Children listening for the witch on Conger Hill [Z50/142/256]
A large artificial mound known as Conger Hill situated in a field approximately 100 metres to the east of the church is the motte of a Norman motte and bailey castle. The outer bank and ditch of the bailey survives to the east, with vestiges to the south and west. It is likely that the castle was built in the late 11th or early 12th centuries. It may already have gone out of use by the middle of the 13th century when Paulinus Peyvre built his manor house, probably at Old Park to the north-east of the parish, or possibly on the site of the present Manor Lodge.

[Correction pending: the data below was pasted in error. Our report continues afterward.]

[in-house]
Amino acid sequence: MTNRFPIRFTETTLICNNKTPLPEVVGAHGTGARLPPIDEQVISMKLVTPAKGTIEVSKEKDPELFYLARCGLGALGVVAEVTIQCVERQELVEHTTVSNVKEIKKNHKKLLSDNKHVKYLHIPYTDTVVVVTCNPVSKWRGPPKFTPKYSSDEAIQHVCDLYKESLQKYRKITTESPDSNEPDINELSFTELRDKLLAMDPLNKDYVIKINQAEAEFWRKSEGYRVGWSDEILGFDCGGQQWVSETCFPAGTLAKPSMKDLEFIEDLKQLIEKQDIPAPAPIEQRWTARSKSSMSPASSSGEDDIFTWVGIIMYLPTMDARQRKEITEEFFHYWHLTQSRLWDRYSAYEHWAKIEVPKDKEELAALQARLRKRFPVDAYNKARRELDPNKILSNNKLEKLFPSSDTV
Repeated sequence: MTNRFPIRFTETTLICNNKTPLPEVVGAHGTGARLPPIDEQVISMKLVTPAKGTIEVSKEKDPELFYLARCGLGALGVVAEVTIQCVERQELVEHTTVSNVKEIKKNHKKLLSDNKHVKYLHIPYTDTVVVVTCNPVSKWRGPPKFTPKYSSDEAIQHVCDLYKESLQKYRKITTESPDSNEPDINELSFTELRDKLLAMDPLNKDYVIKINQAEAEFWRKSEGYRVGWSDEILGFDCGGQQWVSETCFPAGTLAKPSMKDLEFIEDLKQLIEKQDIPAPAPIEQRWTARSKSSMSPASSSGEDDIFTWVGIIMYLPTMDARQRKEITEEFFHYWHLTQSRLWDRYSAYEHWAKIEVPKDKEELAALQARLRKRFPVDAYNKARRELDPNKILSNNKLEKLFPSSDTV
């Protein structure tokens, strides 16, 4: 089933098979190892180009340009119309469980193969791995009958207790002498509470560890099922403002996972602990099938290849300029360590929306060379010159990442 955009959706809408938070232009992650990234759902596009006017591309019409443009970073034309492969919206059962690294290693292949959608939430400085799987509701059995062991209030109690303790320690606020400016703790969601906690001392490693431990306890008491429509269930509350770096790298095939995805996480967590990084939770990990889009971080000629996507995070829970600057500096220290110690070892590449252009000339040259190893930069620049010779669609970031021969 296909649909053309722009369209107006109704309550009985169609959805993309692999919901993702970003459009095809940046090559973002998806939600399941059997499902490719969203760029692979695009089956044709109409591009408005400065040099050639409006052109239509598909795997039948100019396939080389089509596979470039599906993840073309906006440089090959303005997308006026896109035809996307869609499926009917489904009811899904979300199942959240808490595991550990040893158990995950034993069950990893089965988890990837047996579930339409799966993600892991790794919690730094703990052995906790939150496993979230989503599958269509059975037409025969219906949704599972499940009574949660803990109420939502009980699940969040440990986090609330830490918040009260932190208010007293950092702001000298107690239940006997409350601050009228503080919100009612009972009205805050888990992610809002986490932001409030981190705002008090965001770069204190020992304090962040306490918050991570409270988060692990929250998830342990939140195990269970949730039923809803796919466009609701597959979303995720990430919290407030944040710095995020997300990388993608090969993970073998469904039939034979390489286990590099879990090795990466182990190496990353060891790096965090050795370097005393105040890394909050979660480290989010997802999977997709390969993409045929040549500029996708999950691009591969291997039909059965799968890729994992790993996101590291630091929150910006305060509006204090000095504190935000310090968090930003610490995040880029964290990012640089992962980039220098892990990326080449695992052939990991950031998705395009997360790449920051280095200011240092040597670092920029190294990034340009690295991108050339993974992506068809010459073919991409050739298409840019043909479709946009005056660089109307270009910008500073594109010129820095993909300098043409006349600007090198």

The name Conger Hill is thought to derive from the middle English word conynger, meaning "rabbit warren". This suggests the mound was used as a warren during the later middle ages. By a local custom which continued until the 1970s a bell would be rung on Shrove Tuesday as a signal for all the village children to run to Conger Hill where they would lie with their ears to the ground to hear the sizzling sound of a witch cooking her pancakes inside the mound.
Conger Hill April 2016